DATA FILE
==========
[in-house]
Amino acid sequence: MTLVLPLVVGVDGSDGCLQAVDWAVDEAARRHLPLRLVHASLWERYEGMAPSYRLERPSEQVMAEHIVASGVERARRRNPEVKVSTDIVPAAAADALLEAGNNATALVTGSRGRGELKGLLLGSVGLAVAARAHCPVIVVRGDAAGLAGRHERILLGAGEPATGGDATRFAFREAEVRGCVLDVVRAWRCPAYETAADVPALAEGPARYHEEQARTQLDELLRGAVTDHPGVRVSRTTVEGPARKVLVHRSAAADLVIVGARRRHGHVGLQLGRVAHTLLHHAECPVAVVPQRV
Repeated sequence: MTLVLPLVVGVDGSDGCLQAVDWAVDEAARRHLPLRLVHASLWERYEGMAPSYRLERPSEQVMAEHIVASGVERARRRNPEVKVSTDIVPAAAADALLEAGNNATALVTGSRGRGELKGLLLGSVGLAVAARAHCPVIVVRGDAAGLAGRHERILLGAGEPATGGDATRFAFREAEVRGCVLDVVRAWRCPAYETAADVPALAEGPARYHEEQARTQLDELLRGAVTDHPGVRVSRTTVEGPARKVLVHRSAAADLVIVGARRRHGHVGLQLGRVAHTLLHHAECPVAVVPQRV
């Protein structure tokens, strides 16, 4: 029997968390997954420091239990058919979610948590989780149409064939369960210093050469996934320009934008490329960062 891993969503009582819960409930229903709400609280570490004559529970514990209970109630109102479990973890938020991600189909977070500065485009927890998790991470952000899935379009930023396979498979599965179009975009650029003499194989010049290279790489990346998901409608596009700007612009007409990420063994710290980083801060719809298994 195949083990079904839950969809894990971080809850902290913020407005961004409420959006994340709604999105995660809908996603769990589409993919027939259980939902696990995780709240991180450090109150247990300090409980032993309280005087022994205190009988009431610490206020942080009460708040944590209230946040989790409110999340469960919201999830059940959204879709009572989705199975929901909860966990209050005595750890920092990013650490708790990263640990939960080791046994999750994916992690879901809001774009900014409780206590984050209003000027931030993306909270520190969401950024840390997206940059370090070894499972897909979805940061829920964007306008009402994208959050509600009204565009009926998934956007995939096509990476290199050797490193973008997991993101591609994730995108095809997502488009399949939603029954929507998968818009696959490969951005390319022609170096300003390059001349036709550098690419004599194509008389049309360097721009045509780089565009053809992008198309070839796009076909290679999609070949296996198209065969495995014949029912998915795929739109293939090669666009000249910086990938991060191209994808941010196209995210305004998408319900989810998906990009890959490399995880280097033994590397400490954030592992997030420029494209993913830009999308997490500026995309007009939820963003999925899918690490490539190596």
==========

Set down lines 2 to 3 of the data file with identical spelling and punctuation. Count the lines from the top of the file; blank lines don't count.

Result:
Amino acid sequence: MTLVLPLVVGVDGSDGCLQAVDWAVDEAARRHLPLRLVHASLWERYEGMAPSYRLERPSEQVMAEHIVASGVERARRRNPEVKVSTDIVPAAAADALLEAGNNATALVTGSRGRGELKGLLLGSVGLAVAARAHCPVIVVRGDAAGLAGRHERILLGAGEPATGGDATRFAFREAEVRGCVLDVVRAWRCPAYETAADVPALAEGPARYHEEQARTQLDELLRGAVTDHPGVRVSRTTVEGPARKVLVHRSAAADLVIVGARRRHGHVGLQLGRVAHTLLHHAECPVAVVPQRV
Repeated sequence: MTLVLPLVVGVDGSDGCLQAVDWAVDEAARRHLPLRLVHASLWERYEGMAPSYRLERPSEQVMAEHIVASGVERARRRNPEVKVSTDIVPAAAADALLEAGNNATALVTGSRGRGELKGLLLGSVGLAVAARAHCPVIVVRGDAAGLAGRHERILLGAGEPATGGDATRFAFREAEVRGCVLDVVRAWRCPAYETAADVPALAEGPARYHEEQARTQLDELLRGAVTDHPGVRVSRTTVEGPARKVLVHRSAAADLVIVGARRRHGHVGLQLGRVAHTLLHHAECPVAVVPQRV